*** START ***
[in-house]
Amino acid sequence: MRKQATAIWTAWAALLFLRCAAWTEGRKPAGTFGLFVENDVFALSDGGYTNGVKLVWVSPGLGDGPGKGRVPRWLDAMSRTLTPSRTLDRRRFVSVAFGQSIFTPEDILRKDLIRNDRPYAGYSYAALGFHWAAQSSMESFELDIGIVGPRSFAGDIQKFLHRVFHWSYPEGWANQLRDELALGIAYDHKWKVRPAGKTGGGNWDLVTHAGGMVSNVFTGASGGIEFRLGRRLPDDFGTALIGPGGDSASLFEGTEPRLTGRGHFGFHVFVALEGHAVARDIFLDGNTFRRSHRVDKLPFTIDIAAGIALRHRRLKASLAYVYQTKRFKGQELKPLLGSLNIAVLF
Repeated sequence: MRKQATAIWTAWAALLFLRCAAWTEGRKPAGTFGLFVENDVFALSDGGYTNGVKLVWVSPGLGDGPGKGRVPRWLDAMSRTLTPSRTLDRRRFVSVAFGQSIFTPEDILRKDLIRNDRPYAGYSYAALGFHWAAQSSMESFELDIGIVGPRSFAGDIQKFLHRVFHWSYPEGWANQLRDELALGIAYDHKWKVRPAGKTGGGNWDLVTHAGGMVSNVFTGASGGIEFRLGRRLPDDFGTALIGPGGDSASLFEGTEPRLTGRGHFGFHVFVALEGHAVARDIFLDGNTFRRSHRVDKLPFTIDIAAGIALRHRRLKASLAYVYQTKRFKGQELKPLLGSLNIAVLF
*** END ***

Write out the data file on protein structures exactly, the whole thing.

[in-house]
Amino acid sequence: MRKQATAIWTAWAALLFLRCAAWTEGRKPAGTFGLFVENDVFALSDGGYTNGVKLVWVSPGLGDGPGKGRVPRWLDAMSRTLTPSRTLDRRRFVSVAFGQSIFTPEDILRKDLIRNDRPYAGYSYAALGFHWAAQSSMESFELDIGIVGPRSFAGDIQKFLHRVFHWSYPEGWANQLRDELALGIAYDHKWKVRPAGKTGGGNWDLVTHAGGMVSNVFTGASGGIEFRLGRRLPDDFGTALIGPGGDSASLFEGTEPRLTGRGHFGFHVFVALEGHAVARDIFLDGNTFRRSHRVDKLPFTIDIAAGIALRHRRLKASLAYVYQTKRFKGQELKPLLGSLNIAVLF
Repeated sequence: MRKQATAIWTAWAALLFLRCAAWTEGRKPAGTFGLFVENDVFALSDGGYTNGVKLVWVSPGLGDGPGKGRVPRWLDAMSRTLTPSRTLDRRRFVSVAFGQSIFTPEDILRKDLIRNDRPYAGYSYAALGFHWAAQSSMESFELDIGIVGPRSFAGDIQKFLHRVFHWSYPEGWANQLRDELALGIAYDHKWKVRPAGKTGGGNWDLVTHAGGMVSNVFTGASGGIEFRLGRRLPDDFGTALIGPGGDSASLFEGTEPRLTGRGHFGFHVFVALEGHAVARDIFLDGNTFRRSHRVDKLPFTIDIAAGIALRHRRLKASLAYVYQTKRFKGQELKPLLGSLNIAVLF